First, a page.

Friday, March 10, 2017


Dear George,
One of my favorite words during my college years was “ennui”. defines it as: “a feeling of utter weariness and discontent resulting from satiety or lack of interest.”  I’d sort of forgotten about this excellent term until recently when I started reflecting on my emotional state of emptiness and sudden need for naps.  I’ve been unable to put my finger on the source of these feelings until I started thinking about what my typical day is like.  It goes as follows:

  • 9:30-ish:  Read the latest Trump news in the Cincinnati Enquirer.  
  • 10 to 6:  Check Google News 3 or 4 times during the day to get Trump updates. 
  • 5:30:  Read all the New York Times stories and editorials about Trump.  
  • 6:30: Watch NBC News for Trump news.
  • Evening: Check MSNBC or CNN off and on for Trump critiques.
  • 11:00: Watch the Daily Show for Trump satire.
  • 11:35: Watch Stephen Colbert’s monologue about Trump
  • Midnight: Go to sleep and get rested for the next day of Trump-watching.  

This sounds like a joke, but, in fact, it’s reasonably accurate.  Talk about satiety.  I can’t think of any time in my lifetime that the media has devoted as much attention to a new president.  The connection between Trump and the media seems to be a symbiotic one.  Trump feeds off attention, and the contribution of media attention to his popularity doesn’t seem to depend on whether it’s positive or negative in content.  The media, at the same time, are thriving.  Despite  (or more likely because of)Trump’s constant attacks, CNN ratings are up about 40% from a year ago.  New York Times subscriptions have increased 1000% since Trump’s election.  The Times gripes about the media’s excessive attention to Trump, but they devote around 50% of their daily editorial space to heated criticisms of Trump and his administration.  

I’d like to think that my excessive media habits mean that I’m doing my duty as a citizen by keeping in touch with current events.   Maybe that’s about 5% of it.  A much bigger chunk is something like obsessively watching a horror story.  The administration’s actions have damaging consequences for major sectors of the American populace: women, immigrants and refugees, Muslim-Americans, gays and lesbians, the elderly, African-Americans, the poor, and, when it comes down to it, just about everyone else.  It’s like reading about serial killings or terrorist attacks.  It’s horrible, but it grabs your attention.  Then there is simultaneously a comedy side.  There is a weird cast of characters, and the administration is sufficiently chaotic that it’s a bit like watching the Keystone Kops.  The late-night talk show hosts can’t keep up with all the material.  However, humor can only go so far.  At its core, this is the opposite of funny stuff.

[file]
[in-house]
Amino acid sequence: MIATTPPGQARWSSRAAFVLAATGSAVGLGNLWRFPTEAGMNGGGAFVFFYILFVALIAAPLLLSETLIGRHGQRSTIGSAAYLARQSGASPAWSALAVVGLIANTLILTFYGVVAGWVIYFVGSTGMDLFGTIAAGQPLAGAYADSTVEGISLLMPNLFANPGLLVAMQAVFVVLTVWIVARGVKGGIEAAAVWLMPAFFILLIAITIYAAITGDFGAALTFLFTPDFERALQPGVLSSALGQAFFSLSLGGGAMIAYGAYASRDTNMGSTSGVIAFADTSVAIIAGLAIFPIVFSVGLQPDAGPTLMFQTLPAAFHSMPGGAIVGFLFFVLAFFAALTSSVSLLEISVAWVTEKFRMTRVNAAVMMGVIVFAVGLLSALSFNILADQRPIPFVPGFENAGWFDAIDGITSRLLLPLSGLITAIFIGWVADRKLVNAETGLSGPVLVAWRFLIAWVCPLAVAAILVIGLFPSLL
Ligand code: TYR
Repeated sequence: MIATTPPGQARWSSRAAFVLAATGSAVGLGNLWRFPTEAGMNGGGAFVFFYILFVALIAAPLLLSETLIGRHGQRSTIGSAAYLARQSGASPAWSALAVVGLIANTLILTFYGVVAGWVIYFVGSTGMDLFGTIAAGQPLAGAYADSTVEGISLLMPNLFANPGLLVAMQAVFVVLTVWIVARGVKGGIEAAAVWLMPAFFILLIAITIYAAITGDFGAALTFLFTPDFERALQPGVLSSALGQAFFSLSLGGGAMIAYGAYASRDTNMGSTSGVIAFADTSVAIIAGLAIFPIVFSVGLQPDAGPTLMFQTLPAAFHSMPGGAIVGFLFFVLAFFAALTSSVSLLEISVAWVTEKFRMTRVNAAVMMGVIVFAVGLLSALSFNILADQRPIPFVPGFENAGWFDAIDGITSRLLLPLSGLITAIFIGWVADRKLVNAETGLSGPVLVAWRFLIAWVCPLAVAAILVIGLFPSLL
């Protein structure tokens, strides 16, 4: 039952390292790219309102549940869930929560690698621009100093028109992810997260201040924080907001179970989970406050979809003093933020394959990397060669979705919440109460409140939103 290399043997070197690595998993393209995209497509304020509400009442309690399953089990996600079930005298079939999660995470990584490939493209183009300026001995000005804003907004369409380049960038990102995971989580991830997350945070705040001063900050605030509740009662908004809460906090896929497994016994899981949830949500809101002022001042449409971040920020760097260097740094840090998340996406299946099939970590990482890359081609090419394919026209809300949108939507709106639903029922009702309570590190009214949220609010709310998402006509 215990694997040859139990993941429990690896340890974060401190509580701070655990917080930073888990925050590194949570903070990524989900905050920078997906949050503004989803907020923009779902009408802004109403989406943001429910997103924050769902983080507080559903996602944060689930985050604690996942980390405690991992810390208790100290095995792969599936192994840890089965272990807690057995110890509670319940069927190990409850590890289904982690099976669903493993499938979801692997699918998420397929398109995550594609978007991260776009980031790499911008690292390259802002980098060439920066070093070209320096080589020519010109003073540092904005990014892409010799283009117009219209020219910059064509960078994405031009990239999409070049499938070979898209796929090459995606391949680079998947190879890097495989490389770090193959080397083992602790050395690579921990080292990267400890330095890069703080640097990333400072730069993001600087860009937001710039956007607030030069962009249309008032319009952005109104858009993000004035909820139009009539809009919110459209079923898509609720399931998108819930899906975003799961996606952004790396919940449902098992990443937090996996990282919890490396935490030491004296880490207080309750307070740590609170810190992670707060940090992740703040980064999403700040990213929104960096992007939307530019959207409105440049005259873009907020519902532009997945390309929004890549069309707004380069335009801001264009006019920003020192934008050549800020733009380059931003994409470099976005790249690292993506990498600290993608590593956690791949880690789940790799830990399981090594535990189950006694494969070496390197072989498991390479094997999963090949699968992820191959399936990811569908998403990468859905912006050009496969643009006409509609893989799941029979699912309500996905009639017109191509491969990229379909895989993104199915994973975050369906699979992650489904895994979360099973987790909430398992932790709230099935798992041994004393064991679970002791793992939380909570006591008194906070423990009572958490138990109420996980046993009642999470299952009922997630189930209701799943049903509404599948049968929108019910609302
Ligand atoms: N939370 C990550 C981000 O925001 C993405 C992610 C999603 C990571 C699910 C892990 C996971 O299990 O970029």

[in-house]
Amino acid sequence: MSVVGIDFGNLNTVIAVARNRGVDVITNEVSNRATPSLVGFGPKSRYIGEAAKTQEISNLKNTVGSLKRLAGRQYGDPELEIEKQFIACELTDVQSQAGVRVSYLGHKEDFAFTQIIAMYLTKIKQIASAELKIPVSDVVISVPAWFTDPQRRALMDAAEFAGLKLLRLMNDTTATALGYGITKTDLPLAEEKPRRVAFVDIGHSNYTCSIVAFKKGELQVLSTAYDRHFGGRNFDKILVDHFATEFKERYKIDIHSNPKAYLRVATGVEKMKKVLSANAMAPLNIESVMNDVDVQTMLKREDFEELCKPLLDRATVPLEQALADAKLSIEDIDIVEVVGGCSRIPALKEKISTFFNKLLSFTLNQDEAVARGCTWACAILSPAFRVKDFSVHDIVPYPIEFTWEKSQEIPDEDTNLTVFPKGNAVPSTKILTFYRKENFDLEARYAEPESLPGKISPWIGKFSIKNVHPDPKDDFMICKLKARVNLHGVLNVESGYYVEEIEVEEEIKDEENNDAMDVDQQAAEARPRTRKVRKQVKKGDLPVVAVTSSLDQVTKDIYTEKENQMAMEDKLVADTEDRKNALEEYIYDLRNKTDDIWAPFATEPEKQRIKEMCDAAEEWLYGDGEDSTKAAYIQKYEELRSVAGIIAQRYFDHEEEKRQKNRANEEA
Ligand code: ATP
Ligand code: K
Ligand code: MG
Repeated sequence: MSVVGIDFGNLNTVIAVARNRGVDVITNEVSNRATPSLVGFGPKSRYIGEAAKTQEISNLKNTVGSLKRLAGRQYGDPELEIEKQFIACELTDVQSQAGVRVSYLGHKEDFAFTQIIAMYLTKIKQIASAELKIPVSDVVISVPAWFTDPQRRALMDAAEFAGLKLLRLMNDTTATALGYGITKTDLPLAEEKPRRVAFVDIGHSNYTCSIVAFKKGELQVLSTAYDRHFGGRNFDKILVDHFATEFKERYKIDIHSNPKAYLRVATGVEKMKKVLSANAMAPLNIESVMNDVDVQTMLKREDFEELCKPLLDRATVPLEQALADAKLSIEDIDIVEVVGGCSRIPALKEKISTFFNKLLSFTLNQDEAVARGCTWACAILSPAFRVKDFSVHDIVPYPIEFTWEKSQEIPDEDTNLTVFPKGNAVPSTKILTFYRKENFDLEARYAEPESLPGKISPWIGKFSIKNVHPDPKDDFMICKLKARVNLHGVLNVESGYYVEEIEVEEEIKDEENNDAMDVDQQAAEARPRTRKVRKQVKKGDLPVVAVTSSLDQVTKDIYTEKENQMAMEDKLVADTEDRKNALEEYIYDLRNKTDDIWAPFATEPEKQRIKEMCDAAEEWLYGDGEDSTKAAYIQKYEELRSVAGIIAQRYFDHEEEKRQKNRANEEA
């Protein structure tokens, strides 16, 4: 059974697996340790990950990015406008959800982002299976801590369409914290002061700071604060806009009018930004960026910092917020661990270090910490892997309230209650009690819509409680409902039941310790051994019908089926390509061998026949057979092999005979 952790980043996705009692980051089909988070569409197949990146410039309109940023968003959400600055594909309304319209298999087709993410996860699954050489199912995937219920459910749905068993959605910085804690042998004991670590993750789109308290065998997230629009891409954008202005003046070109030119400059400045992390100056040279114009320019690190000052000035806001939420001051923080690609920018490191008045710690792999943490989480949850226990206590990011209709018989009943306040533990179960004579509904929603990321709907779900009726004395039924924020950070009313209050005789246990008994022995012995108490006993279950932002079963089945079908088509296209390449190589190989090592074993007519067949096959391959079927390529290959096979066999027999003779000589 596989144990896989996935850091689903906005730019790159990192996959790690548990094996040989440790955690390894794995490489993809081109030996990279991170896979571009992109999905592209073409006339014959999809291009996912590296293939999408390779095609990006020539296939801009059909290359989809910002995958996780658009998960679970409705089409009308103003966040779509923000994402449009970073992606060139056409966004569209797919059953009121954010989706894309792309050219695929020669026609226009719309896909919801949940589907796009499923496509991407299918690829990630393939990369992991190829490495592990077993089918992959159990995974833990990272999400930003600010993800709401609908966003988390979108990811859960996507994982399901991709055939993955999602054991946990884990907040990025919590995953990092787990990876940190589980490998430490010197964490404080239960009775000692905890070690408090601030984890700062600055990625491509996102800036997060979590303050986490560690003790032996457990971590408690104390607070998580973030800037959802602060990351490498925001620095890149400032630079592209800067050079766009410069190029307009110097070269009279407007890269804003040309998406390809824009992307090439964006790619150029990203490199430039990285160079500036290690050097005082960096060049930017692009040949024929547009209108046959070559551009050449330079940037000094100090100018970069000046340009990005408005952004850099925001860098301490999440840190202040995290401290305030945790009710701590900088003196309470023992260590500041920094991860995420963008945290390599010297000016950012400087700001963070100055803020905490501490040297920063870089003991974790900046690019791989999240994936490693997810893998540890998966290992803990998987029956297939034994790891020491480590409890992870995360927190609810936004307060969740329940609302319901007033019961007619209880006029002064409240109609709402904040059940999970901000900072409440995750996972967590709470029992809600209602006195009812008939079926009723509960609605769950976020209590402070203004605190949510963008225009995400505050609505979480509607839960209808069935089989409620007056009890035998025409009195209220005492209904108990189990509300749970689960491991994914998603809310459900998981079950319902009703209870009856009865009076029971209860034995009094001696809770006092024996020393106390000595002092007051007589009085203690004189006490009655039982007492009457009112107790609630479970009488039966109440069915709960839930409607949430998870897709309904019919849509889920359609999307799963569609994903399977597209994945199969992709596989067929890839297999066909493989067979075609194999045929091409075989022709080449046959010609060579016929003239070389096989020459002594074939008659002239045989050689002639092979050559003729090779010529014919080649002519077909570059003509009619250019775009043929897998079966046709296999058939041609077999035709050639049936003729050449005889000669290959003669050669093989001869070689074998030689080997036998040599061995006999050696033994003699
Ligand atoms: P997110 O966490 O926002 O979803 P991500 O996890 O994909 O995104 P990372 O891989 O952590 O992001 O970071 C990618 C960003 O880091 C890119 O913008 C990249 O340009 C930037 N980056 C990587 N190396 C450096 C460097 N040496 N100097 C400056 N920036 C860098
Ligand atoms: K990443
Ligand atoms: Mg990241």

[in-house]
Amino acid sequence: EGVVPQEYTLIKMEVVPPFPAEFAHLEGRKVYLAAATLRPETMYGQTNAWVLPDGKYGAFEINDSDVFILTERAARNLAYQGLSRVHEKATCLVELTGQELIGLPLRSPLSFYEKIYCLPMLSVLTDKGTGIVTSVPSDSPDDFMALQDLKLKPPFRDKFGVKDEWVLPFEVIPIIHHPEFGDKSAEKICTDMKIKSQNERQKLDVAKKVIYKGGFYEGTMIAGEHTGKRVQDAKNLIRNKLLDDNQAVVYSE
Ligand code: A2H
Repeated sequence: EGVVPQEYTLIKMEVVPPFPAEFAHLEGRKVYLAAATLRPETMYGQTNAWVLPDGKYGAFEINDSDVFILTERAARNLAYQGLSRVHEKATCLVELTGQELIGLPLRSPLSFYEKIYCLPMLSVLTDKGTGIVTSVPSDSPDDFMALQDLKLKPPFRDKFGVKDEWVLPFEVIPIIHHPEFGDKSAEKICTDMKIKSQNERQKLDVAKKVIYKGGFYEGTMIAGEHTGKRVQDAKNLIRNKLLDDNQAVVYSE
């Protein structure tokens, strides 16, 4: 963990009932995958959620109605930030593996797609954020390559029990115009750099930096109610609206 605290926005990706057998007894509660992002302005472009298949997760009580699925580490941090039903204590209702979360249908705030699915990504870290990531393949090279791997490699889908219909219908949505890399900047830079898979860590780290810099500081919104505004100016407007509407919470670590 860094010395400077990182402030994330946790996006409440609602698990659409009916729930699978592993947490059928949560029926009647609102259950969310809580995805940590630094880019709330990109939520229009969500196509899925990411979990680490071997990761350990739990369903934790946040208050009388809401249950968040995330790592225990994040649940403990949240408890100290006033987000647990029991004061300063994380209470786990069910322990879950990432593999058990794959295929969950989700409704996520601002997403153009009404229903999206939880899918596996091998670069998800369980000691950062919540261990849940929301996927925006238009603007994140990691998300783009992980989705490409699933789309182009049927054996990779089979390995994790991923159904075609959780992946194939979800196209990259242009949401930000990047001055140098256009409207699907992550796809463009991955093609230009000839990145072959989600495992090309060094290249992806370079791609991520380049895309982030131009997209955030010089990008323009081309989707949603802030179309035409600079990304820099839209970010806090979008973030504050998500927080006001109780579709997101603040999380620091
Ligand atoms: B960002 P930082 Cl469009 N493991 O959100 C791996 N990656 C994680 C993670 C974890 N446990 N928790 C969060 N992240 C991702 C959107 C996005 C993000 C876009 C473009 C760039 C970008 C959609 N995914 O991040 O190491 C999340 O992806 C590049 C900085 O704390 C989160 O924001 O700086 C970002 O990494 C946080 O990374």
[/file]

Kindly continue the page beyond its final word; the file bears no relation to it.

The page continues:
So, going back to ennui, I’d say that my feelings of ennui are tied to my belief that  we, as a nation, are teetering toward calamity.  Following media accounts of Trump’s words and actions is sort of like breathing toxic air all day long.  It’s no wonder that people feel terrible.   Part of me says to simply tune it all out — turn off the TV, read the sports page instead of the editorials.  I doubt if I’ll do that though.  However, I’d like to be more aware of what I’m doing and why.  I feel like I’m falling prey to Trump’s antics and the media’s highlighting of them.  It’s time to try to get some detachment and perspective.  Just how to do that is another question. 

1 comment:

  1. This is so true. I do the same. In addition to feeling like we're about to go over Niagara Falls (no barrel), I always think that at some point the headlines will read not "This *could be* what finally brings him down" but "He's down! gone! kaput!" I read somewhere that we think this obsessing and watching the news, etc., makes us think we're actually doing something when we're not. That really hit me. But what's the alternative? The one thing I feel positive about is my monthly donations to several good organizations. Let the ACLU and the Southern Poverty Law Center save us! Back in the days of Watergate, I'd walk into town for the Washington Post every day and read with grim delight about Nixon and Kissinger praying or whatever, and I thought nothing could top that scandal. I was so wrong! Anyway, I feel your pain and your ennui. Does it help to know you're not alone? For me the answer is yes. Not that much! But yes.